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Pipes vs. Speaker

Remember when electric cars became popular, and they added a feature that alluded many consumers? No? They purposefully added artificial engine noises to the vehicles. This was added for safety purposes. Still, it was added because we are naturally used to hearing the sound of an engine revved as we hum along our way.

Well, what if I told you that our very own organ has tricks up her sleeves. But first, allow me to talk about the pipes on the organ. There are general two types of pipes that give the pipe organ its sound. Without pipes, the organ itself is simply a console with keys. The pipes are the audible sound of the organ. The pipe has two types, flue and reed. The flue allows wind to pass through the pipe to create noise, but in itself, it does not vibrate. Think of a wooden train whistle, if you will. The sound is generated by the wind passing through it. The second type of pipe is known as a reed. A reed pipe has a wide variety of textures that can be produced. It is audible by the passing of wind through a reed, similar to the saxophone or most reed instruments. It can be adjusted to sound identical to various instruments, such as an oboe or clarinet.

At Salem, if you look behind the cross, you will notice the beautiful pipes. These pipes are for aesthetics, and behind them are the real pipes that can be heard. However, there is a secret. Our pipe organ is not a pure, pipe-only organ. We do have what are called "digital pipes." These digital pipes help us to have a more extensive array of pipes without taking up space. Of course, digital pipes are speakers that are sounded through the use of digital sound sampling. Inside the console of the organ are computer chips, which house the “internal pipe sounds.” In fact, it is well known that this gives us a more extensive selection of songs that can be played, because the speakers often fill in where pipes are not present. On our organ, we have a special tab labeled “Add Pipes,” and another labeled “Substitute Pipes.” These call for the real pipes behind the cross.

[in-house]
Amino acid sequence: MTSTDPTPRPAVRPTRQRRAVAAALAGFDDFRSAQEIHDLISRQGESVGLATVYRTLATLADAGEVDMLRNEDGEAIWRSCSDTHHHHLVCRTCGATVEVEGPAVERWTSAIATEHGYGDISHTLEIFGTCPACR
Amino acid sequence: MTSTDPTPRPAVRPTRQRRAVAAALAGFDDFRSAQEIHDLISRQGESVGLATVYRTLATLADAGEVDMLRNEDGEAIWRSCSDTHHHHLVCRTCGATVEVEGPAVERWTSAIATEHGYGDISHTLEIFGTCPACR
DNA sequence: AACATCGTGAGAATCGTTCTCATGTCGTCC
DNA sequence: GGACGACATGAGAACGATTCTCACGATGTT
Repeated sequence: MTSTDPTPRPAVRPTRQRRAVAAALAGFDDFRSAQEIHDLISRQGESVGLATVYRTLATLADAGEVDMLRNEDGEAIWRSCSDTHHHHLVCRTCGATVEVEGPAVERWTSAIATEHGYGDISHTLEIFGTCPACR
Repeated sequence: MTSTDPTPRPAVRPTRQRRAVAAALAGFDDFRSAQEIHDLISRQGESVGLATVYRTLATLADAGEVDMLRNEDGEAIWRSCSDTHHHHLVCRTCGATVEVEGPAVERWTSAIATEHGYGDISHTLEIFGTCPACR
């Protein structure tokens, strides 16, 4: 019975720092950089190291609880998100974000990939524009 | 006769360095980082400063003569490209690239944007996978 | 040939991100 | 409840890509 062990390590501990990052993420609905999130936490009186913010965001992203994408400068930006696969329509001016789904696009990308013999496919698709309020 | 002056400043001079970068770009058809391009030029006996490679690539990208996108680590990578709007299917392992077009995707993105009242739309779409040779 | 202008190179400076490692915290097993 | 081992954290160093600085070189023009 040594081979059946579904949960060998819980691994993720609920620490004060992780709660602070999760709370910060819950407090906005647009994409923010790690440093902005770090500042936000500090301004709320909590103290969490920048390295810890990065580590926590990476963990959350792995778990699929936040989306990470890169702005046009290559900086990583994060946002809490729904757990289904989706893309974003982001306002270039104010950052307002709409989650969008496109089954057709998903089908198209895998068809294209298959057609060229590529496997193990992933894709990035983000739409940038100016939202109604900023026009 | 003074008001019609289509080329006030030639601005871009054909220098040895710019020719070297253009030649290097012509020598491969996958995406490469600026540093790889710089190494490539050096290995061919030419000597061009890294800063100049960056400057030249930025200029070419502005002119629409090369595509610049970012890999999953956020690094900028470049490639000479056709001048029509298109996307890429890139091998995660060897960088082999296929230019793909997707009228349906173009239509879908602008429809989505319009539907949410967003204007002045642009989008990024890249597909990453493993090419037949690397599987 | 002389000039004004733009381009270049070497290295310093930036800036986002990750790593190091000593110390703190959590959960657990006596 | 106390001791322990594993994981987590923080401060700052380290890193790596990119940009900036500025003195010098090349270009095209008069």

I try to make an effort every Sunday to play the physical pipes, and, of course, our digital pipes, as well. I enjoy using the physical pipes because I image these pipes being used for many decades as worshipers came in to worship, listening to those very same pipes we listen to in our modern age. The nature of digital pipes today is such that you cannot tell which are real and which are “digital.” I only learned this difference because the physical pipes are much louder (the diapason) and cannot be controlled with the expression pedals because they are not enclosed in an expression box.

Allow me to close by saying how blessed we are to have such a special organ. While many churches are no longer using their organ, I am proud and humble that we carry the tradition forward of worshipping under the same sounds as those before use.

Be Blessed!
William Canady, Salem Organist

Salem’s organist has written a series of articles about the organ for Staff Trax this year. This is part 5 of 7.

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